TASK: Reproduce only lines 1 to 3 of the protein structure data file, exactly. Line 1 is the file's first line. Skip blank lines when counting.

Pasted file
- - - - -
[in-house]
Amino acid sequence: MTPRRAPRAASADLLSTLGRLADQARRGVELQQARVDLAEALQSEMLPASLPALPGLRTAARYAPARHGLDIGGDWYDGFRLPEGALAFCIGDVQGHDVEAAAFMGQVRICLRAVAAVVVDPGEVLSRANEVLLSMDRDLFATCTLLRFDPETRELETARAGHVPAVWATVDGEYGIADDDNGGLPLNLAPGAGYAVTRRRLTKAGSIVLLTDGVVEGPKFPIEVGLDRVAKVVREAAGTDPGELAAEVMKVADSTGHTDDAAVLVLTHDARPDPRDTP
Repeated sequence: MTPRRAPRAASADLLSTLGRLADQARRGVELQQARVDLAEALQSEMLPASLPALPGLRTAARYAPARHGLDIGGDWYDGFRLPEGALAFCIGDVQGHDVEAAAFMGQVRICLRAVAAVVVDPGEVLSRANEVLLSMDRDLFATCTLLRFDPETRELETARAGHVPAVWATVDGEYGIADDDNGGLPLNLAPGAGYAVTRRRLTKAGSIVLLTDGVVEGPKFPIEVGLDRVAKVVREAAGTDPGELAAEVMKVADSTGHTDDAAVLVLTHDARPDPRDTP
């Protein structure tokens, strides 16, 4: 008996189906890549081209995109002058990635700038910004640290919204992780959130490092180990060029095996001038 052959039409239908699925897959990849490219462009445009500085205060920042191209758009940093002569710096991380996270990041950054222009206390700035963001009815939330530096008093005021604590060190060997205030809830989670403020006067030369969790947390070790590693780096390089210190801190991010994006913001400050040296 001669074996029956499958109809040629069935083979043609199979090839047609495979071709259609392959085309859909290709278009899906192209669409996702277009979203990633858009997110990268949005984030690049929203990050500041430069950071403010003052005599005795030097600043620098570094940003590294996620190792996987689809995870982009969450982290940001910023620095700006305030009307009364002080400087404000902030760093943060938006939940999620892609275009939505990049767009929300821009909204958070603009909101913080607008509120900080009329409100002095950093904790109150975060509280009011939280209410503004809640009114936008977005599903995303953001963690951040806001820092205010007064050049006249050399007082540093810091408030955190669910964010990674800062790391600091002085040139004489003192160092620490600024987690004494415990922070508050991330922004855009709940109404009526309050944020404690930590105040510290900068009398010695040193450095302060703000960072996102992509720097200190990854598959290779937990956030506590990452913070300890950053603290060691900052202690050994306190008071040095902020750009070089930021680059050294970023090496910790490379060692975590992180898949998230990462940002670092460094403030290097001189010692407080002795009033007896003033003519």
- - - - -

[in-house]
Amino acid sequence: MTPRRAPRAASADLLSTLGRLADQARRGVELQQARVDLAEALQSEMLPASLPALPGLRTAARYAPARHGLDIGGDWYDGFRLPEGALAFCIGDVQGHDVEAAAFMGQVRICLRAVAAVVVDPGEVLSRANEVLLSMDRDLFATCTLLRFDPETRELETARAGHVPAVWATVDGEYGIADDDNGGLPLNLAPGAGYAVTRRRLTKAGSIVLLTDGVVEGPKFPIEVGLDRVAKVVREAAGTDPGELAAEVMKVADSTGHTDDAAVLVLTHDARPDPRDTP
Repeated sequence: MTPRRAPRAASADLLSTLGRLADQARRGVELQQARVDLAEALQSEMLPASLPALPGLRTAARYAPARHGLDIGGDWYDGFRLPEGALAFCIGDVQGHDVEAAAFMGQVRICLRAVAAVVVDPGEVLSRANEVLLSMDRDLFATCTLLRFDPETRELETARAGHVPAVWATVDGEYGIADDDNGGLPLNLAPGAGYAVTRRRLTKAGSIVLLTDGVVEGPKFPIEVGLDRVAKVVREAAGTDPGELAAEVMKVADSTGHTDDAAVLVLTHDARPDPRDTP